(Reuters Health) - Specially tailored playgrounds met their goals of increasing kids' use and physical activity, in a new study from the Netherlands.

The Richard Krajicek Foundation creates public playgrounds – known as Krajicek playgrounds - in deprived neighborhoods there. Each playground has a unique design based on the needs of the kids who are most likely to use it. Each playground is supervised during the busiest times, and coaches are responsible for organizing activities.

Given the positive findings of the new study, researchers say that in underprivileged neighborhoods, adding supervised activities and equipment could increase use of regular playgrounds that are underused and often left deserted.

“Providing playgrounds . . . that provide a motivating and socially safe play environment will increase physical activity and will have – little but relevant – impact on public health,” said lead author Evert Verhagen of VU University Medical Center in Amsterdam in an email to Reuters Health.

“The problem of inactivity and . . . lifestyle related disorders is greatest in deprived neighborhoods where safe play opportunities are limited,” Verhagen said.

As reported in the Journal of Science and Medicine in Sport, the researchers randomly chose 10 of the 99 Krajicek playgrounds and 10 typical playgrounds as comparisons.

Specially trained college students observed the playgrounds for four days to determine the number of children and their intensity of physical activity at the playgrounds.

The researchers found Krajicek playgrounds empty about 12 percent of the time. The regular playgrounds were empty about 29 percent of the time.

About 13 percent of the kids on the Krajicek playgrounds were engaged in vigorous physical activity, compared to about 10 percent of kids on the regular playgrounds - a small difference.

The Krajicek playgrounds seemed to attract more boys than girls. The researcher suspect boys are attracted to the playgrounds’ team sports like soccer and basketball.

Some designs are probably better than others, Verhagen said, adding that it’s important to take the local neighborhoods into consideration.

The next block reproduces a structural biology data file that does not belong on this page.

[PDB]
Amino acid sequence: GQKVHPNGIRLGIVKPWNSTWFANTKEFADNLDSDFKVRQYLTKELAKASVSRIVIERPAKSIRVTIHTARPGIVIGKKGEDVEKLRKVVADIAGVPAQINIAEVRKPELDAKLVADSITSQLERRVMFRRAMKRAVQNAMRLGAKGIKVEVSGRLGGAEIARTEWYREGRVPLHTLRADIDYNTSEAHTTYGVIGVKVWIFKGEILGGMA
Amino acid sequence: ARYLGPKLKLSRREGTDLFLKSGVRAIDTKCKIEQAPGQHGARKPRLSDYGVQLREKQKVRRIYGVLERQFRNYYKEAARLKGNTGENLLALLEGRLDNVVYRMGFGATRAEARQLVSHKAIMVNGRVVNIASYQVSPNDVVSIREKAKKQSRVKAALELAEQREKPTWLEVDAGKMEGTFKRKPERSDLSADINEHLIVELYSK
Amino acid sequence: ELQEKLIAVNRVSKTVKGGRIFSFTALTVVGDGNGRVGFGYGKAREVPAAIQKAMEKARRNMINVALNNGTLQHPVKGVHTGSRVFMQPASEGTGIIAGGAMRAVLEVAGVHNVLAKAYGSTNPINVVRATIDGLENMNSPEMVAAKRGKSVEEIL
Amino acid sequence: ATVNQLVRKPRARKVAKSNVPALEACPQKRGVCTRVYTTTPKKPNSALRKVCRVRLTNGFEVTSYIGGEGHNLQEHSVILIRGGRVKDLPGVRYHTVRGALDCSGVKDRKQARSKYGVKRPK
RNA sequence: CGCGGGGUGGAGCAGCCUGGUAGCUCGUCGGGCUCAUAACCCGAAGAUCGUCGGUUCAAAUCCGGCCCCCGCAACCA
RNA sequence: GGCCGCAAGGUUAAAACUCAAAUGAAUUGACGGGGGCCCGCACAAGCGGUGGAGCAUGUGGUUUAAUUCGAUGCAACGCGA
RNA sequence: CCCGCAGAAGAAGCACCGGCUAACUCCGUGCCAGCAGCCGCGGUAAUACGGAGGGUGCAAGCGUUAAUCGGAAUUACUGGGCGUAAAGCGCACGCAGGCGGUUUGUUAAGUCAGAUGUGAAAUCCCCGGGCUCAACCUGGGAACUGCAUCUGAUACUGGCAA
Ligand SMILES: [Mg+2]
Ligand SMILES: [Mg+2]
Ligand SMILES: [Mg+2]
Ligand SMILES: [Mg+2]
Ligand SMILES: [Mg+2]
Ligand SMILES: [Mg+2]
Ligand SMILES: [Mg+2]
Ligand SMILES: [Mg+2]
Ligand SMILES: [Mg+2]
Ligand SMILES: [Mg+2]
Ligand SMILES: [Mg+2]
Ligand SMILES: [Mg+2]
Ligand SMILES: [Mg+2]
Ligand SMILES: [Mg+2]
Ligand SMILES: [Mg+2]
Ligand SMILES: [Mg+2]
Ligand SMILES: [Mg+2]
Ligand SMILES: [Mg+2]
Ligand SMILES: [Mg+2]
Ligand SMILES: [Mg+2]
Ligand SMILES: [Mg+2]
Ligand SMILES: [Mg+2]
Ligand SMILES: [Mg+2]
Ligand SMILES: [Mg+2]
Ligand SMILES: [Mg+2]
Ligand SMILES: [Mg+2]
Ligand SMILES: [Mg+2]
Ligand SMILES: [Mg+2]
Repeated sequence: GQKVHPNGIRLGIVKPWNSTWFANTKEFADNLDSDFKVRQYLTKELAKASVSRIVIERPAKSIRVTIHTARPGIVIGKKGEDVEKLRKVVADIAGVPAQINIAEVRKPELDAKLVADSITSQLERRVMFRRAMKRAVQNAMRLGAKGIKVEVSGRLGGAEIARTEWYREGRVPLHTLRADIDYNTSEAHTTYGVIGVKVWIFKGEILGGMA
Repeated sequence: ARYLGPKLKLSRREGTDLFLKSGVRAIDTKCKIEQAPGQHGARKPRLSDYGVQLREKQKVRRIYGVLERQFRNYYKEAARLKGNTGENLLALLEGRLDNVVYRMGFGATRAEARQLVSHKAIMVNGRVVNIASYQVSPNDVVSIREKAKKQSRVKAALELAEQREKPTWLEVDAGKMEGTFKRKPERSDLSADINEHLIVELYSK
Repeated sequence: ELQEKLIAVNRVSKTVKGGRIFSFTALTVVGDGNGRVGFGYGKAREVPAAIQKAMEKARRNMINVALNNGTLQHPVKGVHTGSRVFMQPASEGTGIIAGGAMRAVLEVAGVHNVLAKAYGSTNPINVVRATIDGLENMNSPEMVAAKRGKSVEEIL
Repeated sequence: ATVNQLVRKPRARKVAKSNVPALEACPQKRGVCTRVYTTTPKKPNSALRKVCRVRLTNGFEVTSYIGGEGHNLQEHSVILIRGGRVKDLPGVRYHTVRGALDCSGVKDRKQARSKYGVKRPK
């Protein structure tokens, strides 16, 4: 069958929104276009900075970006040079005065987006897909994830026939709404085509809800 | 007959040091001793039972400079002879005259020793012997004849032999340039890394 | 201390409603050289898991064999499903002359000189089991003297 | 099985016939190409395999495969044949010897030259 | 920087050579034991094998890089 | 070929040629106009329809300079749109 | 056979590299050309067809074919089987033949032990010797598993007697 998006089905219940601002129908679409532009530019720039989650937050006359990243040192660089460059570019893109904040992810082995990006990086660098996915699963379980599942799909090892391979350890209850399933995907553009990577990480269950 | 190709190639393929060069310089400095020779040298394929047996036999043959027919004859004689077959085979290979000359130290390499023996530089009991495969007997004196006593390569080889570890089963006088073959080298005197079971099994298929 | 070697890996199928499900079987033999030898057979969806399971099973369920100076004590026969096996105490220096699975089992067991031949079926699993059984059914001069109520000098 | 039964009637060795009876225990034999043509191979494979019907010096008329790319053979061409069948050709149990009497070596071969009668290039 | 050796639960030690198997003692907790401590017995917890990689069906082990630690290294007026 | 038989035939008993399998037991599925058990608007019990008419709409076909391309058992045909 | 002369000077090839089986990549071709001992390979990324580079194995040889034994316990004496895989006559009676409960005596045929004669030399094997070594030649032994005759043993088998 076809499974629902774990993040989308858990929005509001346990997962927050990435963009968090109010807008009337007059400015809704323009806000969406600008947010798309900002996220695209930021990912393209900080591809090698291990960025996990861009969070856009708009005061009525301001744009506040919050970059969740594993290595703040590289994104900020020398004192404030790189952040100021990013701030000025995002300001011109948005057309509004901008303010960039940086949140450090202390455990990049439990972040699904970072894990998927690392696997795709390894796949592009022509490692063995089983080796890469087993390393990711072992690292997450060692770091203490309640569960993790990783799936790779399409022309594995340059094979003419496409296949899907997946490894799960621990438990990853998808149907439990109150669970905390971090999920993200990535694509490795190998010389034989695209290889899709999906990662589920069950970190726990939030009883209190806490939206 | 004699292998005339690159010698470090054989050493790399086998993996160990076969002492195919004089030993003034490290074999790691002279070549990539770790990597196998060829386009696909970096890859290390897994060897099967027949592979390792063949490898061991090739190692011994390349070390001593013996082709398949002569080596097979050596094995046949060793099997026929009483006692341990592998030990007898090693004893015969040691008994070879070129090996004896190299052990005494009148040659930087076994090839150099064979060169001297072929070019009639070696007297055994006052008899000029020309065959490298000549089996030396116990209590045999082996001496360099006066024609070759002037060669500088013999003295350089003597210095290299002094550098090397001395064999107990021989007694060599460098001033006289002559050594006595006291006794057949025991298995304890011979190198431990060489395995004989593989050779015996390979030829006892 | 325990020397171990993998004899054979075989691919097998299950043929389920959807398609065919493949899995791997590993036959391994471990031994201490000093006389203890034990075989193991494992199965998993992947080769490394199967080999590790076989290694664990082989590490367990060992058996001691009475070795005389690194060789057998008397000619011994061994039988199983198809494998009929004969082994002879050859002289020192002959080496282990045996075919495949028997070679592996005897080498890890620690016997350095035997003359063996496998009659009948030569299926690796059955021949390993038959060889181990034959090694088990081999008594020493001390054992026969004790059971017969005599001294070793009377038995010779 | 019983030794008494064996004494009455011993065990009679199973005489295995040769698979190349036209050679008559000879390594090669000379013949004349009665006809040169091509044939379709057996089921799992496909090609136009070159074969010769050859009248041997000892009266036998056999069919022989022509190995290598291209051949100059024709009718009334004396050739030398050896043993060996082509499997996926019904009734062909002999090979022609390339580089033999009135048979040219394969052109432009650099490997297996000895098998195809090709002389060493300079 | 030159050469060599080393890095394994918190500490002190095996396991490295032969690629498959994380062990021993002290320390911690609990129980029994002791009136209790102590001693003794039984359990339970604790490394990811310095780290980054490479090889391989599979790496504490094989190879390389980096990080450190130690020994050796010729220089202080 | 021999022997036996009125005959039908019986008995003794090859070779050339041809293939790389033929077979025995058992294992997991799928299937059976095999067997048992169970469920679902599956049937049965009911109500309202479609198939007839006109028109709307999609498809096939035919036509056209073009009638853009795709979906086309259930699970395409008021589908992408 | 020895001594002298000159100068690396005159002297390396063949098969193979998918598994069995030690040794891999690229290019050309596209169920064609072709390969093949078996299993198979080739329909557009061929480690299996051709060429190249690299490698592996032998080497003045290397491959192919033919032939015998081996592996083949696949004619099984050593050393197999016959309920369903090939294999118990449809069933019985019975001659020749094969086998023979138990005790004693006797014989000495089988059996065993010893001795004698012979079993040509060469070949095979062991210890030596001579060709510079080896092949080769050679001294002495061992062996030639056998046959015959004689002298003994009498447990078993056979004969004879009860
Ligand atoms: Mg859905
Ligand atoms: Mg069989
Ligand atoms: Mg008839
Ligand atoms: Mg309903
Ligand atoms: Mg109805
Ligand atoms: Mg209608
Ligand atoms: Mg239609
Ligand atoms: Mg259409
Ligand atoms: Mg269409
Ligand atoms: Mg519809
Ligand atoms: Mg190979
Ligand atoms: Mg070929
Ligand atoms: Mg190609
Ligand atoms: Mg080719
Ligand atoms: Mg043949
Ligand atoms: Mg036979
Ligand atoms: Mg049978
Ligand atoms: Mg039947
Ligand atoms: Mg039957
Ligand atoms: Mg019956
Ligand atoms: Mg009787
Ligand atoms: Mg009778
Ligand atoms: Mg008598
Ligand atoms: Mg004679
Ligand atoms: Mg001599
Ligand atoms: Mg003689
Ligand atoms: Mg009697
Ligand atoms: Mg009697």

“As an example, it would have little use to install a basketball court in a neighborhood where the children are generally of younger age,” he said. “In contrast, swings will appeal less to older youth.”

Verhagen said the best way to match playgrounds to neighborhoods is to talk to the residents.

“Also make sure to include the social environment,” he said. “The playground needs to be accessible to all and not only to a small group of big kids who ‘own’ the playground - all users need to feel safe there.”

The study is important but more research is needed to determine if the design of the playground explains differences in use and activity, said Peter Anthamatten, a researcher with the University of Colorado at Denver.

The difference may be the equipment, or it could be the adult supervision, said Anthamatten, who was not involved with the new study.

“This is an important debate on how to improve physical activity among schools and there is good research to investigate whether lending equipment, organizing activities, renovating schoolyards, or improving adult supervision is the most effective strategy,” Anthamatten told Reuters Health in an email.

“What the authors can claim is that they observe meaningful difference on their playgrounds with the program (equipment and supervision) but they cannot say which part of the program makes the difference,” he said, adding that playground renovation does tend to be expensive.

“Whether it is worth the time and money for schools to renovate their playgrounds will of course be driven by the needs and wealth of individual communities,” Anthamatten said.

SOURCE: http://bit.ly/1bTPJ2K Journal of Science and Medicine in Sport, online March 15, 2015.